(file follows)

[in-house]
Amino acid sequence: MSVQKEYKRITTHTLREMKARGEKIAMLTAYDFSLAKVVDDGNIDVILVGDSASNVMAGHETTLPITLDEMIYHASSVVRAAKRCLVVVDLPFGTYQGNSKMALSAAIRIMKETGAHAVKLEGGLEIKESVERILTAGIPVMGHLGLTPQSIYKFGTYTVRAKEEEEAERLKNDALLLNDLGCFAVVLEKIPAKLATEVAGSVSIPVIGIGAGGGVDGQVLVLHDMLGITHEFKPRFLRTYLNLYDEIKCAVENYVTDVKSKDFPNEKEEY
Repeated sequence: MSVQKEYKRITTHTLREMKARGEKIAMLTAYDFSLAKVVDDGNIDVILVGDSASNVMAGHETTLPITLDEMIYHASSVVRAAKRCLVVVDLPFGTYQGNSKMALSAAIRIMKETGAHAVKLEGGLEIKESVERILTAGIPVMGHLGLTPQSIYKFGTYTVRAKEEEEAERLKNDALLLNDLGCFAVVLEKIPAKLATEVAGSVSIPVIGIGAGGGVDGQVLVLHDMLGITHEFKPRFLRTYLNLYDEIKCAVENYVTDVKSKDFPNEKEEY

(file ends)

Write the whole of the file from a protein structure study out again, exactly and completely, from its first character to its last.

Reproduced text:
[in-house]
Amino acid sequence: MSVQKEYKRITTHTLREMKARGEKIAMLTAYDFSLAKVVDDGNIDVILVGDSASNVMAGHETTLPITLDEMIYHASSVVRAAKRCLVVVDLPFGTYQGNSKMALSAAIRIMKETGAHAVKLEGGLEIKESVERILTAGIPVMGHLGLTPQSIYKFGTYTVRAKEEEEAERLKNDALLLNDLGCFAVVLEKIPAKLATEVAGSVSIPVIGIGAGGGVDGQVLVLHDMLGITHEFKPRFLRTYLNLYDEIKCAVENYVTDVKSKDFPNEKEEY
Repeated sequence: MSVQKEYKRITTHTLREMKARGEKIAMLTAYDFSLAKVVDDGNIDVILVGDSASNVMAGHETTLPITLDEMIYHASSVVRAAKRCLVVVDLPFGTYQGNSKMALSAAIRIMKETGAHAVKLEGGLEIKESVERILTAGIPVMGHLGLTPQSIYKFGTYTVRAKEEEEAERLKNDALLLNDLGCFAVVLEKIPAKLATEVAGSVSIPVIGIGAGGGVDGQVLVLHDMLGITHEFKPRFLRTYLNLYDEIKCAVENYVTDVKSKDFPNEKEEY